When I say “Kingston, Ontario” what comes to mind? I’m guessing: Queen’s University, the military, and maybe sailing. Most people probably don’t realise that Kingston is a city older than Canada itself. It’s true, though Kingston is replete with modern dining, a hopping music scene and the latest trends (thanks population of millennials!) this limestone city has surprisingly deep roots. Way back in 1673 a French trading post and a military fort were established in what is now Kingston, making the city older than the country it calls home.
Now, full disclosure: I was a classics major. I like old things. But not everyone wants to spend their time at a museum or reading plaques, so I’ve put together a list of things to do in Kingston to experience the city’s history without having to hit the books.
Everything Old is New Again
The easiest way to experience Kingston’s past is to take a walk around the city. Several historic buildings in the downtown core have been repurposed as B&Bs, a business school, an art gallery, and even a rock climbing gym. As you might guess from the name, the Boiler Room Climbing Gym’s building was originally a… boiler room (!) of the Woolen Mill, built in 1882. The mill is long gone, but the 100-foot chimney remains—and has been repurposed as the highest indoor climb in Canada. This gym is more than just the chimney; it has a mix of route climbing (with a harness) and bouldering (without). The friendly staff will get you sorted out with shoe and harness rentals and “show you the ropes” (pun intended).
Where to Eat in Kingston
If you are looking to eat downtown in a building with a bit of history, head to the Kingston Brewing Company. It’s Ontario’s oldest brew pub and is housed in a former telegraph office. This cozy spot is completely covered in beer paraphernalia and random weird and wonderful decorations (there’s a giant papier mâché polar bear hanging over the door.) They have six of their own beers on tap, plus two ciders. If your beer sampling turns into a wild night out, stop by local favourite Pan Chancho in the morning for baked goods and sandwiches to go, or dine in for brunch that’s not your standard bacon and eggs.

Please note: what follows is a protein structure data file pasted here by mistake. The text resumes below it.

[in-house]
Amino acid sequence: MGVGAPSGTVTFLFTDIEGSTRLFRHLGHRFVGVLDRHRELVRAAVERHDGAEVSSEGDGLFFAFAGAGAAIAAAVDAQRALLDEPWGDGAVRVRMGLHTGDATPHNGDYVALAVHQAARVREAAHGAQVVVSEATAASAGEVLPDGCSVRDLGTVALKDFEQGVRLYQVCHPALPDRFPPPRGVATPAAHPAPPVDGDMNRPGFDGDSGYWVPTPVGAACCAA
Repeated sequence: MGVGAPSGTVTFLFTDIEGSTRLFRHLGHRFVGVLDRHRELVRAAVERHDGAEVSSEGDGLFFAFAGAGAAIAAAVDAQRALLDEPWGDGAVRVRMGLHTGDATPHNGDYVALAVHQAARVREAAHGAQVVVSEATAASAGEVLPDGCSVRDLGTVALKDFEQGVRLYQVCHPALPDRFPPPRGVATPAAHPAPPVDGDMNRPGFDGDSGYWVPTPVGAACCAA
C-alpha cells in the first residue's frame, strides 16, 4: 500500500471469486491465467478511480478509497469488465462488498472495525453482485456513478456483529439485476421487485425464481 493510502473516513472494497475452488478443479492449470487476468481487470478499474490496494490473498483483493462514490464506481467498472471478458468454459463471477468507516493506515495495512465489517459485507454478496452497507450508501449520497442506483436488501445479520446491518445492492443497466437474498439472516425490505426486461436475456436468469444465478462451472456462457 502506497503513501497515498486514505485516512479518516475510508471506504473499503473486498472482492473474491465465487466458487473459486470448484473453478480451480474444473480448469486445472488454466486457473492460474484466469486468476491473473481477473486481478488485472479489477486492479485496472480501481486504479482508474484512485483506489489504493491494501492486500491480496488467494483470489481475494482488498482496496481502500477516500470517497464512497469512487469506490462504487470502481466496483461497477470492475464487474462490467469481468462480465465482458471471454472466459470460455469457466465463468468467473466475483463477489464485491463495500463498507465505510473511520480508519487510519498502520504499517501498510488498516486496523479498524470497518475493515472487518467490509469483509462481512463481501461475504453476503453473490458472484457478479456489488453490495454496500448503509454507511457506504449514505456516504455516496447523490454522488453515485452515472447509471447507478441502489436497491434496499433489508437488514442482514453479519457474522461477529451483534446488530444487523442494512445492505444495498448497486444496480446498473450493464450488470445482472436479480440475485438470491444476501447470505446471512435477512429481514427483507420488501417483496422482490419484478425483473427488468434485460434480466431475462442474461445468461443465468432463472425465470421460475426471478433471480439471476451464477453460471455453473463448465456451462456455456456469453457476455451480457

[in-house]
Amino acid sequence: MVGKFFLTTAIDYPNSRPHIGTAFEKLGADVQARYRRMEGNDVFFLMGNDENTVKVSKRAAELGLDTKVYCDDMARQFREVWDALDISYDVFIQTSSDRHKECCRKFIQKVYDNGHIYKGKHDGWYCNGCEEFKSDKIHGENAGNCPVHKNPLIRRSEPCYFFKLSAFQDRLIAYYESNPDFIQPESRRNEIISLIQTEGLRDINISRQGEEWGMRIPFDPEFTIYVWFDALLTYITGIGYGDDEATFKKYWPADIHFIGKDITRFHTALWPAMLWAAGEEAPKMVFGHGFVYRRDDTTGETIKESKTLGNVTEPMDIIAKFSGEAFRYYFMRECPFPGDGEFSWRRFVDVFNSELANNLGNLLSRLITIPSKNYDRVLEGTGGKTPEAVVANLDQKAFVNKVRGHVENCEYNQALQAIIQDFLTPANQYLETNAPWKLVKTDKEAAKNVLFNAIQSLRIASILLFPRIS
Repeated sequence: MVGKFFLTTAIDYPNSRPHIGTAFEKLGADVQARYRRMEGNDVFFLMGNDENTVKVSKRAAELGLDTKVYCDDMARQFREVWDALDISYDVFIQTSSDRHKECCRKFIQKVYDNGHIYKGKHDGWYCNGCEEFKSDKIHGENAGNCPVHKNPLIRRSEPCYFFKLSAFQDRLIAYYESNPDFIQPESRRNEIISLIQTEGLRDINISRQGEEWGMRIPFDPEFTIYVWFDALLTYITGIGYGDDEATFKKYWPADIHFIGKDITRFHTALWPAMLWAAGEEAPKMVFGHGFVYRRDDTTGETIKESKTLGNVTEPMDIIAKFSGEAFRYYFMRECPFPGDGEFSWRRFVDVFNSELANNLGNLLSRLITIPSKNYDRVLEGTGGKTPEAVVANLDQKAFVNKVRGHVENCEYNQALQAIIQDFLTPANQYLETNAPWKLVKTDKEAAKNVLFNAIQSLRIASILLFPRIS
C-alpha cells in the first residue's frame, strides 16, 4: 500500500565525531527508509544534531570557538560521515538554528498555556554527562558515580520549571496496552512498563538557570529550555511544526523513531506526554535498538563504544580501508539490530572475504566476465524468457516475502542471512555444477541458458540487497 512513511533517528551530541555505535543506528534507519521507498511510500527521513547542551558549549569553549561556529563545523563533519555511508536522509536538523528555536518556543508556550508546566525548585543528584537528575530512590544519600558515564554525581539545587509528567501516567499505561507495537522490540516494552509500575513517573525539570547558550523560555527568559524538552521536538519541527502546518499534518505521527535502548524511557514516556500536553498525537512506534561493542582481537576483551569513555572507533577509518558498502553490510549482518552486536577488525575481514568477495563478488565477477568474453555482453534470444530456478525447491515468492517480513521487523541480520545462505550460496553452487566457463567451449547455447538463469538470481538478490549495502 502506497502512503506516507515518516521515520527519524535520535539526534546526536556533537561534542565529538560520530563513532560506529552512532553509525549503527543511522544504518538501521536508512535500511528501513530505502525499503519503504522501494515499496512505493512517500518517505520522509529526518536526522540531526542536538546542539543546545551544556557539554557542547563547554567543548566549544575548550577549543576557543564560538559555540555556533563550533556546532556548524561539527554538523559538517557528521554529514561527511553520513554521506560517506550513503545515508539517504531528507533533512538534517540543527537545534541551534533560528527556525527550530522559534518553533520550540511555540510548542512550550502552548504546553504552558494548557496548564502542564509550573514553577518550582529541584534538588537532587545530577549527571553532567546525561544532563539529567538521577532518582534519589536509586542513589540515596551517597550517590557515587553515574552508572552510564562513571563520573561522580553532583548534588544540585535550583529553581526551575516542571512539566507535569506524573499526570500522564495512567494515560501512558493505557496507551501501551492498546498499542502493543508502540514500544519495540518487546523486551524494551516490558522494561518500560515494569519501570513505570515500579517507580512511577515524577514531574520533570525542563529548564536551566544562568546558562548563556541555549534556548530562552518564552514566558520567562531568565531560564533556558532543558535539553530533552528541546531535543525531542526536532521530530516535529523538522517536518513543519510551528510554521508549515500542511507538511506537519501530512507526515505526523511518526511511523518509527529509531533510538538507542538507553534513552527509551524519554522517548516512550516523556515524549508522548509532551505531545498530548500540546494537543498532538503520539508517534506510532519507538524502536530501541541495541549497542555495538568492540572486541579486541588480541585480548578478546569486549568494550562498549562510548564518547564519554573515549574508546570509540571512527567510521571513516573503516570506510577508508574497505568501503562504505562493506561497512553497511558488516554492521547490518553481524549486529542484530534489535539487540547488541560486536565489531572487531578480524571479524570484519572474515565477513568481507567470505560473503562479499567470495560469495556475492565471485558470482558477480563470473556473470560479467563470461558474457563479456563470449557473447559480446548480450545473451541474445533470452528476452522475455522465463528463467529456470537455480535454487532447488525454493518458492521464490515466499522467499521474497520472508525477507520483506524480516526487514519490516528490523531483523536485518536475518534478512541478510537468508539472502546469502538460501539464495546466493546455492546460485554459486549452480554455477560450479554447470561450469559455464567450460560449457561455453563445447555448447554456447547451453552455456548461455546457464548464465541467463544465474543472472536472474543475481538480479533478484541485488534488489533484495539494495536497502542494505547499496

Hockey Started Here…Maybe
I can’t finish this blog post without including a mini history lesson (it’s just what I do), but I promise to keep it short and fun. Kingston was the site of many Canadian firsts: the first capital of the Province of Canada, home to the first Prime Minster, and the location of the first hockey hall of fame. Wait, what? I bet you thought it was in Toronto, right? To be fair, you’re kind of right. Captain James T. Sutherland (more info here) started the hockey hall of fame in Kingston, which he claimed to be the birthplace of hockey (though as a McGill grad I have to disagree). Though the first hockey hall of fame members were inducted in 1943, the construction was delayed endlessly, until the NHL finally decided to withdraw their support and relocate to Toronto. Kingston’s International Hockey Hall of Fame was eventually completed and can now be found on the second floor of the INVISTA arena. Its collection of hockey memorabilia includes the oldest hockey puck (a squared-off lacrosse ball) and Canada’s first Olympic gold medal for hockey.
Yes history is alive and well in Kingston, and it can lead you to a delicious meal or a hidden gem that you would have never found otherwise. Who said history was boring?
What are your favourite things to do in Kingston?